Perhaps the best idea to come out of the Government of India in recent times was to set aside 2% of the post-tax income of companies (beyond a certain size) towards investments of social value. Used properly, this can be a powerful fuel for localities and their corporate denizens to collaborate to solve local problems.
We’re seeing some of that happening in Whitefield, home to a good many companies. Interestingly, CSR is now being used to directly address the bane of almost all workers, namely traffic jams. And why not? Traffic jams certainly do not decrease greenhouse emissions (i.e., the environment), nor do they improve anybody’s blood pressure (i.e., public health). They impact just about everybody. They cause a loss in not just health but also productivity.
A group of schools, namely Chrysalis High, Deens Academy, DPS East, Global Indian International, Greenwood High, Indus International, Oakridge International and Inventure Academy came together to fund traffic signals at Varthur Kodi and Dommasandra Junction.
The schools were motivated primarily by the poor road and dangerous traffic conditions in their general areas, and the signals at Varthur Kodi and Dommasandra Circle serve to regulate traffic on an important corridor through which thousands of school children pass daily.
Nooraine Fazal, managing trustee of Inventure Academy, said, “This is a great example of what members of our community (schools, police, citizen groups, etc.) can achieve by working in collaboration with each other. As educators in particular it our responsibility to lead the way and protect our children and our collective futures. (I hope this will) encourage more citizen groups to embrace this model and work proactively on improving the quality of our lives.”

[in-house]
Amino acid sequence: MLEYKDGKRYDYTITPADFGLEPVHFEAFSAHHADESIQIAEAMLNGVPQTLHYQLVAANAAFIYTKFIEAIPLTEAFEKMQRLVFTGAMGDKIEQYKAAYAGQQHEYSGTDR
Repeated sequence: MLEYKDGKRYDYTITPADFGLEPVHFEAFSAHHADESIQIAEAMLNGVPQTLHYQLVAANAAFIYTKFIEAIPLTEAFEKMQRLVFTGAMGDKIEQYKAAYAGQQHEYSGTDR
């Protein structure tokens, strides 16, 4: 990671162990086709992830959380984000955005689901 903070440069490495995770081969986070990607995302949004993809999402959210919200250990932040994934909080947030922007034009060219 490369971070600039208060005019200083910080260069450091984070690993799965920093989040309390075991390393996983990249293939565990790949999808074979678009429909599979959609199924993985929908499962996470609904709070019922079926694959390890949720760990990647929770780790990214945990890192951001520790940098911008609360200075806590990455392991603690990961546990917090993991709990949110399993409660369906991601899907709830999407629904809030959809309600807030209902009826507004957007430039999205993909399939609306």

At the same time, two corporates with a large Whitefield presence, Xerox India Pvt. Ltd. and Prestige Builders Pvt. Ltd., have sponsored traffic lights at the Vydehi Hospital and Big Bazaar Junctions. (You might recall that several months ago, Xerox also sponsored the repair of the sidewalk in front of ITPL and a bus-stop there.)
What we’re seeing here is a greater, and even an interventionist, ownership of public issues by private parties. It could be argued that such intervention is in fact a symptom of abdication of duties by public authorities. Still, it is undeniably true that citizens are shedding their general sense of powerlessness. The events we’re seeing here—investment by private parties into public goods—really is a shout from the people, “Yes, we can change things! The city belongs to us!”